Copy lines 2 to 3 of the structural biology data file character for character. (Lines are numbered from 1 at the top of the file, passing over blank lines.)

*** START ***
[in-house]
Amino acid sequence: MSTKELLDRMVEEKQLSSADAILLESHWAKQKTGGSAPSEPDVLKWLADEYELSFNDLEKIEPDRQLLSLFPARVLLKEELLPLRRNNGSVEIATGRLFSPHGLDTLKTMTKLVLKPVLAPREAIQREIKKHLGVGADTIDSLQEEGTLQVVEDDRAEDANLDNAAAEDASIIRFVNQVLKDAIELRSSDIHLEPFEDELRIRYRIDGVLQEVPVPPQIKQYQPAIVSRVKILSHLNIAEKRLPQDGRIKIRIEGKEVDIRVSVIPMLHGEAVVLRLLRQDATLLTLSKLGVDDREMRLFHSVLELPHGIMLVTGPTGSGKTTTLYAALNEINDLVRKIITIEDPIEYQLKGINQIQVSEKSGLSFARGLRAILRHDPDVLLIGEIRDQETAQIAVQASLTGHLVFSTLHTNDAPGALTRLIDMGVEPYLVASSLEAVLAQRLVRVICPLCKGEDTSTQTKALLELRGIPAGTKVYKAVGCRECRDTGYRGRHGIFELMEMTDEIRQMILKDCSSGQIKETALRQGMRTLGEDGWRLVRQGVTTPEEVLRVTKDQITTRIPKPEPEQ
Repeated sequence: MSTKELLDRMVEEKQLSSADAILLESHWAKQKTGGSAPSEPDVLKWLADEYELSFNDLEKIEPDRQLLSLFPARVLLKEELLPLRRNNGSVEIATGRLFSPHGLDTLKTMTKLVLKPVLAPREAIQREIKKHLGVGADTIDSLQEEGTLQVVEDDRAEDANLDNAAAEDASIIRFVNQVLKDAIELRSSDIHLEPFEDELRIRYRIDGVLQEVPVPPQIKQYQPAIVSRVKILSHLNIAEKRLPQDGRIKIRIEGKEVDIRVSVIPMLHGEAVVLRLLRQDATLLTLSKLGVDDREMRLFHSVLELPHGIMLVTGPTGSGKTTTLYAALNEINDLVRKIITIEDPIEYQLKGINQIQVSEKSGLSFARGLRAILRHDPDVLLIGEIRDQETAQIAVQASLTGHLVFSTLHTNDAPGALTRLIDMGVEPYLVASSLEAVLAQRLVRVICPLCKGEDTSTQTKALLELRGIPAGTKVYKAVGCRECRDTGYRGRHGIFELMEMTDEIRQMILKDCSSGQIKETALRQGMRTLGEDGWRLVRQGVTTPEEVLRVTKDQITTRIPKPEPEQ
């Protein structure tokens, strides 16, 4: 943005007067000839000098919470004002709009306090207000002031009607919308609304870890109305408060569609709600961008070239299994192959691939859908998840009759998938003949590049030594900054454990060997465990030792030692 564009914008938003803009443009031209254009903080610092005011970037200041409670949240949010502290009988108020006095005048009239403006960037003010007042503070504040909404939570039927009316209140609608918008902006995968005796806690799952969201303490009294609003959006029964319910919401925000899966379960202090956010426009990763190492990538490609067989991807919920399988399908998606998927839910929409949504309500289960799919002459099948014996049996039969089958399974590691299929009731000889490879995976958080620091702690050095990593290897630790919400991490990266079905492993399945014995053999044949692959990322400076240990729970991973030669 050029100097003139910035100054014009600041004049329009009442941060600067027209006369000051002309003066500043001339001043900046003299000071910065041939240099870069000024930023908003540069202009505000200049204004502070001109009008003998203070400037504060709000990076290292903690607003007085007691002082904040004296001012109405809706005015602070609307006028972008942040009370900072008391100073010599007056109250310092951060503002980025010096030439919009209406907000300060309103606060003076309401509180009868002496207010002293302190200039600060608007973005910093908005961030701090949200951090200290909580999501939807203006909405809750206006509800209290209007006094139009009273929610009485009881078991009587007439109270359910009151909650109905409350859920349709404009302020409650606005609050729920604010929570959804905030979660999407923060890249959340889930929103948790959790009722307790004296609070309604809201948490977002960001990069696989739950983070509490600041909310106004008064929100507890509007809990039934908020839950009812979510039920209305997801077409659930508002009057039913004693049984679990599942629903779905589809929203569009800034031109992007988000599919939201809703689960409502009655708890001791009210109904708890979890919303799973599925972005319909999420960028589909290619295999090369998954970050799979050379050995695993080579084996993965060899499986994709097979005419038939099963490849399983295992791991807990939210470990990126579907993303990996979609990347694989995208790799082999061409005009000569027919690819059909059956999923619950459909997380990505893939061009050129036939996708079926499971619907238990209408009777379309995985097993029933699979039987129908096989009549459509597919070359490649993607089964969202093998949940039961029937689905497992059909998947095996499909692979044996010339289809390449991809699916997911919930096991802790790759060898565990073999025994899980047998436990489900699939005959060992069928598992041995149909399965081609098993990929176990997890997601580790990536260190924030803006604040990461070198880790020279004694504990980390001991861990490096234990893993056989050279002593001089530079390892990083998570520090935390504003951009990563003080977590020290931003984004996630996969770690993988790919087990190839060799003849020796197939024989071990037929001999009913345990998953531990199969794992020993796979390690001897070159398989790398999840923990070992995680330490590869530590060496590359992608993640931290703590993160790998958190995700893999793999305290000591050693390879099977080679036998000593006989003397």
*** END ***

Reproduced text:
Amino acid sequence: MSTKELLDRMVEEKQLSSADAILLESHWAKQKTGGSAPSEPDVLKWLADEYELSFNDLEKIEPDRQLLSLFPARVLLKEELLPLRRNNGSVEIATGRLFSPHGLDTLKTMTKLVLKPVLAPREAIQREIKKHLGVGADTIDSLQEEGTLQVVEDDRAEDANLDNAAAEDASIIRFVNQVLKDAIELRSSDIHLEPFEDELRIRYRIDGVLQEVPVPPQIKQYQPAIVSRVKILSHLNIAEKRLPQDGRIKIRIEGKEVDIRVSVIPMLHGEAVVLRLLRQDATLLTLSKLGVDDREMRLFHSVLELPHGIMLVTGPTGSGKTTTLYAALNEINDLVRKIITIEDPIEYQLKGINQIQVSEKSGLSFARGLRAILRHDPDVLLIGEIRDQETAQIAVQASLTGHLVFSTLHTNDAPGALTRLIDMGVEPYLVASSLEAVLAQRLVRVICPLCKGEDTSTQTKALLELRGIPAGTKVYKAVGCRECRDTGYRGRHGIFELMEMTDEIRQMILKDCSSGQIKETALRQGMRTLGEDGWRLVRQGVTTPEEVLRVTKDQITTRIPKPEPEQ
Repeated sequence: MSTKELLDRMVEEKQLSSADAILLESHWAKQKTGGSAPSEPDVLKWLADEYELSFNDLEKIEPDRQLLSLFPARVLLKEELLPLRRNNGSVEIATGRLFSPHGLDTLKTMTKLVLKPVLAPREAIQREIKKHLGVGADTIDSLQEEGTLQVVEDDRAEDANLDNAAAEDASIIRFVNQVLKDAIELRSSDIHLEPFEDELRIRYRIDGVLQEVPVPPQIKQYQPAIVSRVKILSHLNIAEKRLPQDGRIKIRIEGKEVDIRVSVIPMLHGEAVVLRLLRQDATLLTLSKLGVDDREMRLFHSVLELPHGIMLVTGPTGSGKTTTLYAALNEINDLVRKIITIEDPIEYQLKGINQIQVSEKSGLSFARGLRAILRHDPDVLLIGEIRDQETAQIAVQASLTGHLVFSTLHTNDAPGALTRLIDMGVEPYLVASSLEAVLAQRLVRVICPLCKGEDTSTQTKALLELRGIPAGTKVYKAVGCRECRDTGYRGRHGIFELMEMTDEIRQMILKDCSSGQIKETALRQGMRTLGEDGWRLVRQGVTTPEEVLRVTKDQITTRIPKPEPEQ